Dogs to be used at border crossings to sniff out smuggled meat as prices increase
Anita Lam and Loretta Fong
Five sniffer dogs will join Customs and Excise Department inspectors next month to help detect carriers of illegal meat, as food prices continue to soar.
The three beagles and two Labradors will be used at various control points early next month to combat illegal importation of live animals and meat products around the Lunar New Year, when the incidence of illegal imports usually increases.
The initiative follows a similar practice in Guangdong province, which has used 17 sniffer dogs since 2004 at airports and train stations to detect illegal food and animal imports.
Shunde Entry-Exit Inspection and Quarantine Bureau chief He Weitang said detection of smuggling cases had more than doubled to 94,335 cases last year from a year earlier with the help of the dogs. Some 129 kinds of forbidden items had been seized.
In Hong Kong, a spokesman for the Agriculture, Fisheries and Conservation Department said the dogs - which completed the first part of their training in Australia - would receive a further three weeks' operational training locally before being assigned to their duties.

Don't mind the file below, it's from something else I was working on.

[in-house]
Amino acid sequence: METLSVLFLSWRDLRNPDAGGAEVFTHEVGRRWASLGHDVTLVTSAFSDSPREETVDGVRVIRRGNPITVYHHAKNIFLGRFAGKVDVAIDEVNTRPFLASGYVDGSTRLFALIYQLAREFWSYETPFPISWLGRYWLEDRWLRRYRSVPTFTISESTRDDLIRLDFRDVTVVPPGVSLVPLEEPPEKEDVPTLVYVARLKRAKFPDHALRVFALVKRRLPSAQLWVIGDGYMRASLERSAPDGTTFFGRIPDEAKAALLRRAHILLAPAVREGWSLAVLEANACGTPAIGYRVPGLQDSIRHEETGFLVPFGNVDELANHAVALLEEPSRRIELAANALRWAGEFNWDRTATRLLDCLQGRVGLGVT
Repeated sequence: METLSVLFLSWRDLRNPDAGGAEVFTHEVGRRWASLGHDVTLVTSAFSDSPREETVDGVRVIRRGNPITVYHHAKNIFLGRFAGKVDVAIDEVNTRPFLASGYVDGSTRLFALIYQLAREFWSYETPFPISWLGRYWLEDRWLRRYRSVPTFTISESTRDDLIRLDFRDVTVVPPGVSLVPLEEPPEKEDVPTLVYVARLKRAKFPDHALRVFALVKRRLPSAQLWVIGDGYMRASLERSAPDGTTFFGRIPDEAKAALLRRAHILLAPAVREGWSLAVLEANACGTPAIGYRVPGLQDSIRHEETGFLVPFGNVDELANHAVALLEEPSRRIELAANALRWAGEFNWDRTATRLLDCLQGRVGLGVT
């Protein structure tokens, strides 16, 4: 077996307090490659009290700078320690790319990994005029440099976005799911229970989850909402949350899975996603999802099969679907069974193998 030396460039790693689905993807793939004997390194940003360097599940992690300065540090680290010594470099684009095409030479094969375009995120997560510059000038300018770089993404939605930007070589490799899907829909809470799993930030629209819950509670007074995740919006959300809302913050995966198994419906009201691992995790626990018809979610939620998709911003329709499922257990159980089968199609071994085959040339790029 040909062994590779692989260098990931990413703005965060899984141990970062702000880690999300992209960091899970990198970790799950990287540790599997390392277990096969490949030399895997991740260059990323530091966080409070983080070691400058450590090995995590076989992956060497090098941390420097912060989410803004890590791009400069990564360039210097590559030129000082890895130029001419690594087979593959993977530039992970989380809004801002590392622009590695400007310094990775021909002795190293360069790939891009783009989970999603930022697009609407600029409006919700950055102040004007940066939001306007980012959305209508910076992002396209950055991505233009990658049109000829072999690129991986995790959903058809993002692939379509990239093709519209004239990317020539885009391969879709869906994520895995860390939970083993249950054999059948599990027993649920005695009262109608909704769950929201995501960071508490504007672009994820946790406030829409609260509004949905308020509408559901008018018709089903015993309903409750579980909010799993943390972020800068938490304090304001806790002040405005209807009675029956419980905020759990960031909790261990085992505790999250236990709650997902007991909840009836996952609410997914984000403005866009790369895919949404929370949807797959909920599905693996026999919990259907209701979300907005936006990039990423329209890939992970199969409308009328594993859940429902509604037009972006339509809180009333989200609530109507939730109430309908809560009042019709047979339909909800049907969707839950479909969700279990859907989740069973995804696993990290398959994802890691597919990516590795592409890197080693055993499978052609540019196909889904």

They are trained to screen a large number of travellers and to detect the scent of raw meat.
The dogs indicate to their handler that they have detected something amiss by sitting next to the passenger or the suspect luggage.
Anyone smuggling meat, poultry, animals and endangered species is liable to a fine of up to HK$50,000 and six months' imprisonment.
Legislator Wong Kwok-hing, of the Federation of Trade Unions, said if the dogs proved effective they should also be used to detect goods smuggled aboard cross-border food-delivery trucks.
Customs has cracked a number of pork-smuggling cases using cross-boundary vegetable-delivery trucks in recent months, as meat prices continued to rise.